Students who are better able to understand and manage their emotions effectively, a skill known as emotional intelligence, do better at school than their less skilled peers, as measured by grades and standardized test scores, according to research published by the American Psychological Association.
“Although we know that high intelligence and a conscientious personality are the most important psychological traits necessary for academic success, our research highlights a third factor, emotional intelligence, that may also help students succeed,” said Carolyn MacCann, PhD, of the University of Sydney and lead author of the study. “It’s not enough to be smart and hardworking. Students must also be able to understand and manage their emotions to succeed at school.”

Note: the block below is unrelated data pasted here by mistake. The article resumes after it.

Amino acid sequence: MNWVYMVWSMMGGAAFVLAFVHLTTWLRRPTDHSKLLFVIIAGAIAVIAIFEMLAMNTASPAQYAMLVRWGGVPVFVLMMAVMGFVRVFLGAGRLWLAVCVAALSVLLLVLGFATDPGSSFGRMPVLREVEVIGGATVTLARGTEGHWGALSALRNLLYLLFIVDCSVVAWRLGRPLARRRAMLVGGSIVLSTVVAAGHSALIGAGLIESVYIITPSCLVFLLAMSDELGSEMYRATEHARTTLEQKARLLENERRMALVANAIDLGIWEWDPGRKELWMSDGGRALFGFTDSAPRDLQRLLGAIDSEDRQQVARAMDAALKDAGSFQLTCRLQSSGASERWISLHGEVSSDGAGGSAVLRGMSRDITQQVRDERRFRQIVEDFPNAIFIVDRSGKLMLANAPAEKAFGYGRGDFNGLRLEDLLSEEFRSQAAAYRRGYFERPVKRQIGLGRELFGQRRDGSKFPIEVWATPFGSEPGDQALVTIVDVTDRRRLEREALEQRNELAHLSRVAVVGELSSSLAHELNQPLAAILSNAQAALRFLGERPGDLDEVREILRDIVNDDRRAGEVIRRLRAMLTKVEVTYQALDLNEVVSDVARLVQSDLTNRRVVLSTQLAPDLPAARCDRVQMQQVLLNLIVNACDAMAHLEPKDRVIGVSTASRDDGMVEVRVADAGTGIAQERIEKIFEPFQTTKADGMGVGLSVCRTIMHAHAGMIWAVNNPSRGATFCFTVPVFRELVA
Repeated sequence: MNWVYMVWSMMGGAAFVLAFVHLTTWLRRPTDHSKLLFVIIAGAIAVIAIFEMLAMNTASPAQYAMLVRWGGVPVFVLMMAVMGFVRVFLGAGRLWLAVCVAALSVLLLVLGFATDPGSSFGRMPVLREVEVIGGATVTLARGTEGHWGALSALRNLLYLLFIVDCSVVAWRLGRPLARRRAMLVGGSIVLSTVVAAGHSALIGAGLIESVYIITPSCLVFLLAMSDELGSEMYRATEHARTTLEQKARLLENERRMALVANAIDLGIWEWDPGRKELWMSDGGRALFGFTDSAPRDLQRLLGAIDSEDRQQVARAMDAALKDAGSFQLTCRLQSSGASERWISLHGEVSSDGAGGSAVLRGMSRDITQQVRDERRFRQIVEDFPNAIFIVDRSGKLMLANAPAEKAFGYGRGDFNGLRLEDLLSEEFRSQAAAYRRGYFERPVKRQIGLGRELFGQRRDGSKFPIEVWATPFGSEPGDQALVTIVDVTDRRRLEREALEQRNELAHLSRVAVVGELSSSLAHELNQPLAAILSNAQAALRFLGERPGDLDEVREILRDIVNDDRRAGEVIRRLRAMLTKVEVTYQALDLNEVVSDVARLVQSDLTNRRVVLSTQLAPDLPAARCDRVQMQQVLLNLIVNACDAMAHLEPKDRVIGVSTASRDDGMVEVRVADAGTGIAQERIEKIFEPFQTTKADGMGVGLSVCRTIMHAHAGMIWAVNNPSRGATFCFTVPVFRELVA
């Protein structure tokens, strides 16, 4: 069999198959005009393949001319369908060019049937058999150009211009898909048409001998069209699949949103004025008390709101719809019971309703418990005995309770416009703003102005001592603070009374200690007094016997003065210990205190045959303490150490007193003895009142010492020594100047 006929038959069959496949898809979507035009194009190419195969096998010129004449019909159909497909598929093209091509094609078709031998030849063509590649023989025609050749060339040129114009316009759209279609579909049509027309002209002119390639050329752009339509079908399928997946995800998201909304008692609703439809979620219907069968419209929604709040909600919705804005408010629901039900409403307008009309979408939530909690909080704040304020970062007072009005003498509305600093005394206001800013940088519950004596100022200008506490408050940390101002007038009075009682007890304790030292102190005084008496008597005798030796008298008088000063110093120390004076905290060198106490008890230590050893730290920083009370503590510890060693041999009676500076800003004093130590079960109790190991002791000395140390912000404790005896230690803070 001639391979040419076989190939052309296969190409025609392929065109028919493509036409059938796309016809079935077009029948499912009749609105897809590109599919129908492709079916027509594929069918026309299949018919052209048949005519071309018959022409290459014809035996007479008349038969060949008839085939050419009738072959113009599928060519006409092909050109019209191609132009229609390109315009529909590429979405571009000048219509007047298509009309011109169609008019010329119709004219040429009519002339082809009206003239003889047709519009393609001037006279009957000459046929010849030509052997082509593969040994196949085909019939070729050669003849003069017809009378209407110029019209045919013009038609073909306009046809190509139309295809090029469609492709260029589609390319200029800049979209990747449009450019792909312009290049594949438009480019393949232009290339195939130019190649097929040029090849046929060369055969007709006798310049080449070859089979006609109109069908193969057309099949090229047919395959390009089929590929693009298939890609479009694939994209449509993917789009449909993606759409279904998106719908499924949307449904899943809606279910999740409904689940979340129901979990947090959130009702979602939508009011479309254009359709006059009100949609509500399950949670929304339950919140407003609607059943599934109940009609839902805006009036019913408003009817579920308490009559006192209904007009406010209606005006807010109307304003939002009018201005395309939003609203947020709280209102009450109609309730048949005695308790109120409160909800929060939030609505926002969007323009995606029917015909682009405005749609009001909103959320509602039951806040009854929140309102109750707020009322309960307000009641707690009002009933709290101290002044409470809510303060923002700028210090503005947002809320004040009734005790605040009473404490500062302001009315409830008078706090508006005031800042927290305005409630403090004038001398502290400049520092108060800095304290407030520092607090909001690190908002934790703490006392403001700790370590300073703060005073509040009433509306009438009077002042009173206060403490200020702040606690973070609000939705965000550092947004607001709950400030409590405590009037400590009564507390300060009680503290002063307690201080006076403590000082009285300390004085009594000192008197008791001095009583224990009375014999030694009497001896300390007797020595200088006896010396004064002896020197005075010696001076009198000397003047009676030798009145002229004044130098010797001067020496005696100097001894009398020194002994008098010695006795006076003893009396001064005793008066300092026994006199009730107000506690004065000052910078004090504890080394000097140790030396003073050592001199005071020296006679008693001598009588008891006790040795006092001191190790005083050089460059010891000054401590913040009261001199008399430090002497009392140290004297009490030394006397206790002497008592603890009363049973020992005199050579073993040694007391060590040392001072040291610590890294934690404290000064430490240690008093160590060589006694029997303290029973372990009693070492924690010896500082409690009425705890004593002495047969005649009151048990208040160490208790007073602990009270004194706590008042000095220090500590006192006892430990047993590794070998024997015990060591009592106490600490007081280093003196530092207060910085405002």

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The research was published in the journal Psychological Bulletin.
The concept of emotional intelligence as an area of academic research is relatively new, dating to the 1990s, according to MacCann. Although there is evidence that social and emotional learning programs in schools are effective at improving academic performance, she believes this may be the first comprehensive meta-analysis on whether higher emotional intelligence relates to academic success.